But the hypocrisy of the reasoning was apparent in deciding the case on ideological not constitutional grounds. In the opinion, written by Justice Kennedy for the majority, he wrote that the first amendment calls for a "middle ground policy of accommodation regarding religious symbols."
There is of course no mention of a middle ground on anything in the first amendment, and and the hypocrisy of the reasoning is brazen because conservatives, including those on the court, who rail against Roe v.Wade, do so because they say the basis for the decision -- that there is a constitutional right to privacy -- doesn't exist in the constitution.
Conservatives on and off the court have criticized Roe, or try to, on the grounds that the justices didn't strictly follow the constitution and insinuated themselves, legislating from the bench, and seeing things in the constitution that arent there. Conservating complain bitterly that liberal judges substitute their own judgement for what's in the constitiution. Yet that is just what happened in this decision. The 5 conservative members of the court did the very thing conservatives howl about -- legislate from the bench and Justice Kennedy's "middle ground of accommodation" is clearly substituting his judgement for what the Founders intended.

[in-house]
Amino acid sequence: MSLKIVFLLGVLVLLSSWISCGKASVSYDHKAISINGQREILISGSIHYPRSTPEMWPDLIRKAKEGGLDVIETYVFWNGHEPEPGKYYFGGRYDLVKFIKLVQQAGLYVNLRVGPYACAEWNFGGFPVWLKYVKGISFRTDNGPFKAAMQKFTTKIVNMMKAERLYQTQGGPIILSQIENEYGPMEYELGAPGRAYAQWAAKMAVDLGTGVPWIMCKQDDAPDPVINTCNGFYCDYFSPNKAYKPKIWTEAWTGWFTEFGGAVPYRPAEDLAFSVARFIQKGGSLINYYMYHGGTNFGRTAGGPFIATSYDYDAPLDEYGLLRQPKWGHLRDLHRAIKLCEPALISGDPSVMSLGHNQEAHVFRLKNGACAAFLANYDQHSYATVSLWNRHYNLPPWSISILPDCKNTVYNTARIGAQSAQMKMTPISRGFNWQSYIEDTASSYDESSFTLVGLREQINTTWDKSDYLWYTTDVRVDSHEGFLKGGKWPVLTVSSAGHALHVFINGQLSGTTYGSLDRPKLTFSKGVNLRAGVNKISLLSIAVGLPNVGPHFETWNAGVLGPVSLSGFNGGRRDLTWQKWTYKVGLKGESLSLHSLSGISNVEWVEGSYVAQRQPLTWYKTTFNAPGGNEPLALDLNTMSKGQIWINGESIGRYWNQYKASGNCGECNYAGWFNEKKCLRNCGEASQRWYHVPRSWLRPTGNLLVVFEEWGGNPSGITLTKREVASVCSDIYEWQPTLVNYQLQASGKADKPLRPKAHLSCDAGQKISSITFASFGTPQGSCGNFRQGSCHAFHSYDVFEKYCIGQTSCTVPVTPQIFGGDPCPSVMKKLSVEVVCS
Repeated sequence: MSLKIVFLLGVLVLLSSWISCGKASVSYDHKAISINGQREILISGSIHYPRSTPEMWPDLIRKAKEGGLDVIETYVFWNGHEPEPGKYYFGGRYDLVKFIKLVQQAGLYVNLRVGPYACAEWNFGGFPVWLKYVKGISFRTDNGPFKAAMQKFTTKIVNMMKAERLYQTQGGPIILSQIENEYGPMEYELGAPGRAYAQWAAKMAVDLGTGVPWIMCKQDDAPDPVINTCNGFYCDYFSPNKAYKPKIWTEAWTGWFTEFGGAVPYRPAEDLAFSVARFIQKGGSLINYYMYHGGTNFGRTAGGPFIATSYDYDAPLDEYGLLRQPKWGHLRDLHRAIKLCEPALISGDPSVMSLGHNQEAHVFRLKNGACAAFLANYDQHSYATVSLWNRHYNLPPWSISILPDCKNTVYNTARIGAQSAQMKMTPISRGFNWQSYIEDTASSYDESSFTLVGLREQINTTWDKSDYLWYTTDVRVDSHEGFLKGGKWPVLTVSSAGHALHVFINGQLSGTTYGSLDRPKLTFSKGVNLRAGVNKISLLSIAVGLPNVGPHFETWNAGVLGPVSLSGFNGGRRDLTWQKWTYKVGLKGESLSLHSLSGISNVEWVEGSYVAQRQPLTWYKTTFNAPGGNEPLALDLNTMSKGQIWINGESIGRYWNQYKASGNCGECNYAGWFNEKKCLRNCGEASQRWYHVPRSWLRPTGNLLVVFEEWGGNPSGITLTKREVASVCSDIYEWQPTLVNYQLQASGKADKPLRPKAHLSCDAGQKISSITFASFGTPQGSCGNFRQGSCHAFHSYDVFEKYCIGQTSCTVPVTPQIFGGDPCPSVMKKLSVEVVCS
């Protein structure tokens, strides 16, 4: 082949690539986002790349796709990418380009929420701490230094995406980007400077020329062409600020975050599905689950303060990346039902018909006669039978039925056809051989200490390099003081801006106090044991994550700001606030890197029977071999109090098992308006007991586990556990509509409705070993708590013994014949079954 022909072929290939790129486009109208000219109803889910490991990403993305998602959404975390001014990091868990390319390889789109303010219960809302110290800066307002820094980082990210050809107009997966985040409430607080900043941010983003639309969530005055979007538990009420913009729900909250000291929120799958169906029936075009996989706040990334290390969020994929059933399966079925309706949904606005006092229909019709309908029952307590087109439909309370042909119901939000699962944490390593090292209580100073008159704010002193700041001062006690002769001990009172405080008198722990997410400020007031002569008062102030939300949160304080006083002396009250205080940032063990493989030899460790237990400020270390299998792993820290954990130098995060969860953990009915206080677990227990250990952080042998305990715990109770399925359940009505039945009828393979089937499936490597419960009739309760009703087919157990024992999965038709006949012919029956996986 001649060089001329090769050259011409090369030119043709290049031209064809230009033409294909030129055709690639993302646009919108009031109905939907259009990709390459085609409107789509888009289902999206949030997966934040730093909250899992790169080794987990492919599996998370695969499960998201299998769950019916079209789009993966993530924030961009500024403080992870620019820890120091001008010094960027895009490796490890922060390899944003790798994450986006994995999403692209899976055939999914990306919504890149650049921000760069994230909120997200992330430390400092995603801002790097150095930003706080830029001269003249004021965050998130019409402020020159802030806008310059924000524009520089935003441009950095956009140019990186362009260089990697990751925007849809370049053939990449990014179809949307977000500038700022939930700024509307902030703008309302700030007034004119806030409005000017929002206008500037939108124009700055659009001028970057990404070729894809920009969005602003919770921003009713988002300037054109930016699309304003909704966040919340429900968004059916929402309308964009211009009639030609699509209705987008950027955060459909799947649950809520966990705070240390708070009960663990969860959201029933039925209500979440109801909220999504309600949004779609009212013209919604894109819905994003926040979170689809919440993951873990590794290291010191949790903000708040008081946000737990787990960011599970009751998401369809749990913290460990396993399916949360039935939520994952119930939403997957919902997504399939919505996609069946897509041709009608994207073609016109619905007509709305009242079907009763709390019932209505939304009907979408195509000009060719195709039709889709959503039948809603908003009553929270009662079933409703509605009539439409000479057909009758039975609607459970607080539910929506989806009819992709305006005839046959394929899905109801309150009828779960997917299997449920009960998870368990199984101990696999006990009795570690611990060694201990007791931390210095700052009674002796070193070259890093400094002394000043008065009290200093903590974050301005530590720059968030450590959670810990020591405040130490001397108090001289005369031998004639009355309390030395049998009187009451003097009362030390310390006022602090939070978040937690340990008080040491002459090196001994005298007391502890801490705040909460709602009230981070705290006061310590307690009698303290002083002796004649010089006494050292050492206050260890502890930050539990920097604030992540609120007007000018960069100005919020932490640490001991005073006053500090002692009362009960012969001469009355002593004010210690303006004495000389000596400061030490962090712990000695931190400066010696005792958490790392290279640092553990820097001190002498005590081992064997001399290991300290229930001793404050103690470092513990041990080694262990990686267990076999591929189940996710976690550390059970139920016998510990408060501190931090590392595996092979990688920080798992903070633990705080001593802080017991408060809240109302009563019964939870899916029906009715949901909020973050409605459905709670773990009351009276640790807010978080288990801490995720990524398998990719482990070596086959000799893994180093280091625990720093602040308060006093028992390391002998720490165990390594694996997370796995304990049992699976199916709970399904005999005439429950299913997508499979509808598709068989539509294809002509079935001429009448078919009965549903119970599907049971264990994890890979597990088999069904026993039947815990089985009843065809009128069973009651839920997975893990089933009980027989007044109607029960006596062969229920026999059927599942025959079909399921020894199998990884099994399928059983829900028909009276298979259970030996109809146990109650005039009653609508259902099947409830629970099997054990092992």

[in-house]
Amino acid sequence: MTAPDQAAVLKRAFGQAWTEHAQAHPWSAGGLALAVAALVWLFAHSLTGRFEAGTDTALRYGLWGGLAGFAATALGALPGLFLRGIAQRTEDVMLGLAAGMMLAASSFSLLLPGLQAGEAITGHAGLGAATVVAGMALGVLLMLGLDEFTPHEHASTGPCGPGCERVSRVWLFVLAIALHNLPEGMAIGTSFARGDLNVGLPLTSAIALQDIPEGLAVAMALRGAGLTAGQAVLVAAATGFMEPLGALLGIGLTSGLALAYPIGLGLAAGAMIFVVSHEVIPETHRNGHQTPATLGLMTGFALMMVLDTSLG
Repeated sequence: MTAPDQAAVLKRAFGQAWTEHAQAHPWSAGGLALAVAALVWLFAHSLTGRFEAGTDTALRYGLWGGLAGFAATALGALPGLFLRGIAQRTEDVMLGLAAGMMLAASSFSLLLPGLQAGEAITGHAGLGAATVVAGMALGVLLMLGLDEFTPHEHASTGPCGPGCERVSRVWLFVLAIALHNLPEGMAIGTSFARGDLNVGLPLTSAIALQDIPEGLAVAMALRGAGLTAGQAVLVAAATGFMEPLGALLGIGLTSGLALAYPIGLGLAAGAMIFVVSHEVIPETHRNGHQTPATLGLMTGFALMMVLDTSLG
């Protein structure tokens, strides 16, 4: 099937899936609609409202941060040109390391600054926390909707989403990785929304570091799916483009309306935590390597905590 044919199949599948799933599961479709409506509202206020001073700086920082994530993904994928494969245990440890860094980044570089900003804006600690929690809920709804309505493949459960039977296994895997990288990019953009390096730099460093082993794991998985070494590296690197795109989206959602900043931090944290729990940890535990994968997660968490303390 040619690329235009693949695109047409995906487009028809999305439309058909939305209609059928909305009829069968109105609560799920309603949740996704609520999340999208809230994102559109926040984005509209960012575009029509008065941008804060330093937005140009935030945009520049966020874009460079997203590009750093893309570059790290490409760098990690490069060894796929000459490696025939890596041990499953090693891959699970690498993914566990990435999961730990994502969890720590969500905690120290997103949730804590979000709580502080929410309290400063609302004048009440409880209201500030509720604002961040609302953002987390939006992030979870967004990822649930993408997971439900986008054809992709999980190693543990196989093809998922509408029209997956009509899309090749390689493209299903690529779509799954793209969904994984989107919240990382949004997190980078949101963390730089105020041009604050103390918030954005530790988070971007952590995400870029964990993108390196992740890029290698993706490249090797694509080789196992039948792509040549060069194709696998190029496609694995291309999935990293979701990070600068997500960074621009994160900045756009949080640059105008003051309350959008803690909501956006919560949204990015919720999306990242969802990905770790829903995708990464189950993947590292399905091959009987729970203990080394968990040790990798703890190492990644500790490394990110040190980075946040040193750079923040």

The conservative justices legal reasoning, as expressed in Kennedy's written opinion, that the crucifix has more than just a religious meaning is intellectually and factually preposterous. A crucifix has only one meaning and it is clearly and solely the symbol of Christianity and means nothing else. In the opinion of the 4 dissenting justices, that was made clear when they wrote that the first amendment explicitly forbade government endorsement of any particular religion and that the cross at Mojave was solely a symbol of Christianity.
To find that it was more than that,and therefore allowable, or that there is some "middle ground of accommodation" nowhere to be found in the First Amendment, the conservative wing of the court has given indication that they are apt to decide more cases on ideological grounds and do what conservatives loudly complain about when they believe liberals are doing it -- legislate from the bench.
Obama's next appointment to the court, expected to be a liberal, will not change the current balance on the court and so wouldn't have changed the outcome of this decision.
And so far Ann Coulter, who at one point publicly advocated the poisoning and killing of Justice Stephens for, in her opinion, legislating from the bench in a liberal opinion, hasn't yet made public whether she thinks the conservative justices should meet the same fate.